In 1799, aged 24, André-Marie Ampère married 25-year-old Catherine-Antoinette Carron, who was usually called Julie. A year later, their son Jean-Jacques was born he was named in memory of Ampère’s beloved father. Tragedy struck Ampère when, after less than four years of marriage, Julie died in 1803 of abdominal cancer.
André-Marie Ampère got married again in 1806, to Jeanne-Françoise Potot. The couple quickly realized their marriage had been a mistake. Their daughter Albine was born in 1807, and the couple legally separated in 1808. Albine came to live with her father and his younger sister Josephine.
Ampère’s son, Jean-Jacques, became a notable professor of linguistics and a member of the French Academy. He and his father were known to have rather explosive arguments with one another, both having quick tempers.
Career and Works
André-Marie Ampère started working as a private mathematics tutor in Lyon in 1797. He proved to be an excellent teacher and students began flocking to him for guidance in no time. His success as a tuition teacher brought him to the attention of the intellectuals in Lyon who was greatly impressed by the young man’s knowledge.
Ampère took his first regular job in 1799 as a mathematics teacher, which gave him the financial security to marry Carron and father his first child, Jean-Jacques (named after his father), the next year. (Jean-Jacques Ampère eventually achieved his own fame as a scholar of languages). Ampère’s maturation corresponded with the transition to the Napoleonic regime in France, and the young father and teacher found new opportunities for success within the technocratic structures favored by the new French First Consul.
In 1802 Ampère was appointed a professor of physics and chemistry at the École Centrale in Bourg-en-Bresse, leaving his ailing wife and infant son Jean-Jacques Antoine Ampère in Lyon. He used his time in Bourg to research mathematics, producing Considérations sur la théorie mathématique de jeu (1802; “Considerations on the Mathematical Theory of Games”), a treatise on the mathematical probability that he sent to the Paris Academy of Sciences in 1803.
Ampère obtained a teaching position at the recently opened École Polytechnique in 1804. He was much success in this position and was appointed a professor of mathematics at the school in 1809 despite his lack of formal qualifications, a position he would hold till 1828. Ampere was elected to the French Academy of Sciences in 1814. He also engaged in scientific and mathematical research alongside his academic career and taught subjects like philosophy and astronomy at the University of Paris in 1819-20. He was elected to the prestigious chair in experimental physics at the Collège de France in 1824.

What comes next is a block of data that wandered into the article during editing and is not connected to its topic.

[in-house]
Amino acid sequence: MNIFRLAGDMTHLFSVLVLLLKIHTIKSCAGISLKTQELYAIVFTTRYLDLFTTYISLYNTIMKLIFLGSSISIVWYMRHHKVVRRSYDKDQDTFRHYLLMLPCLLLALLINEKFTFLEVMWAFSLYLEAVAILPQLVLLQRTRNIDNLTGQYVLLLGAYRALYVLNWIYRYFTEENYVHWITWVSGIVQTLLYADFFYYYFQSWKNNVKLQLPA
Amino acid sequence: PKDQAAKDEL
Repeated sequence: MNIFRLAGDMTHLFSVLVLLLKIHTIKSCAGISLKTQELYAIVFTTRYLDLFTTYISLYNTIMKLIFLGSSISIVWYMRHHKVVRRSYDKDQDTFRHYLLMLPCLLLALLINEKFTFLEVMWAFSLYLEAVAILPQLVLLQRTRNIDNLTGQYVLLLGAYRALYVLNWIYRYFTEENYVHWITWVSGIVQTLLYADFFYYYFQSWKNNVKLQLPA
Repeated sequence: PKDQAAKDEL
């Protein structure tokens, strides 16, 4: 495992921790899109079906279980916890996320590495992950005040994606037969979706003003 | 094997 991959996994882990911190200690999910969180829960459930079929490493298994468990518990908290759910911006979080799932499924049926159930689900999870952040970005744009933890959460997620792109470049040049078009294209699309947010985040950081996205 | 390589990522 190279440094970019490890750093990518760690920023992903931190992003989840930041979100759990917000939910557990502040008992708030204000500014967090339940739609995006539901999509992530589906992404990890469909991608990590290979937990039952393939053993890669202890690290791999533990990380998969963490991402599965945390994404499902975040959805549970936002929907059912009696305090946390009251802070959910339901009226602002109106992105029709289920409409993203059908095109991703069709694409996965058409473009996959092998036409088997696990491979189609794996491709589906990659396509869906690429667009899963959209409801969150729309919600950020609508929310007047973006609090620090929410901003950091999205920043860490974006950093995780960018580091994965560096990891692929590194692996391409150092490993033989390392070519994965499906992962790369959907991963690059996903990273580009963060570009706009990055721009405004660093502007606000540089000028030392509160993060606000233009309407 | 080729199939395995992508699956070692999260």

In April 1820, Danish physicist Hans Christian Oersted discovered that a flow of electric current in a wire could deflect a nearby magnetic compass needle. Oersted had discovered a link between electricity and magnetism-electromagnetism. In September 1820, François Arago demonstrated Oersted’s electromagnetic effect to France’s scientific elite at the French Academy in Paris. Ampère was present, having been elected to the Academy in 1814. Ampère was fascinated by Oersted’s discovery and decided he would try to understand why electric current produced a magnetic effect.
Ampère was fascinated by Oersted’s electromagnetic discoveries and began working on them himself. After rigorous experiments, Ampere showed that two parallel wires carrying electric currents attract or repel each other, depending on whether the currents flow in the same or opposite directions, respectively. Gifted in both mathematics and physics, Ampere applied mathematics in generalizing physical laws from these experimental results, and discovered the principle that came to be called “Ampere’s law”. His works provided a physical understanding of the electromagnetic relationship, theorizing the existence of an “electrodynamic molecule” that served as the component element of both electricity and magnetism.
Ampère immediately set to work developing a mathematical and physical theory to understand the relationship between electricity and magnetism. Extending Ørsted’s experimental work, Ampère showed that two parallel wires carrying electric currents repel or attract each other, depending on whether the currents flow in the same or opposite directions, respectively. He also applied mathematics in generalizing physical laws from these experimental results. Most important was the principle that came to be called Ampère’s law, which states that the mutual action of two lengths of current-carrying wire is proportional to their lengths and to the intensities of their currents. Ampère also applied this same principle to magnetism, showing the harmony between his law and French physicist Charles Augustin de Coulomb’s law of magnetic action. Ampère’s devotion to, and skill with, experimental techniques anchored his science within the emerging fields of experimental physics.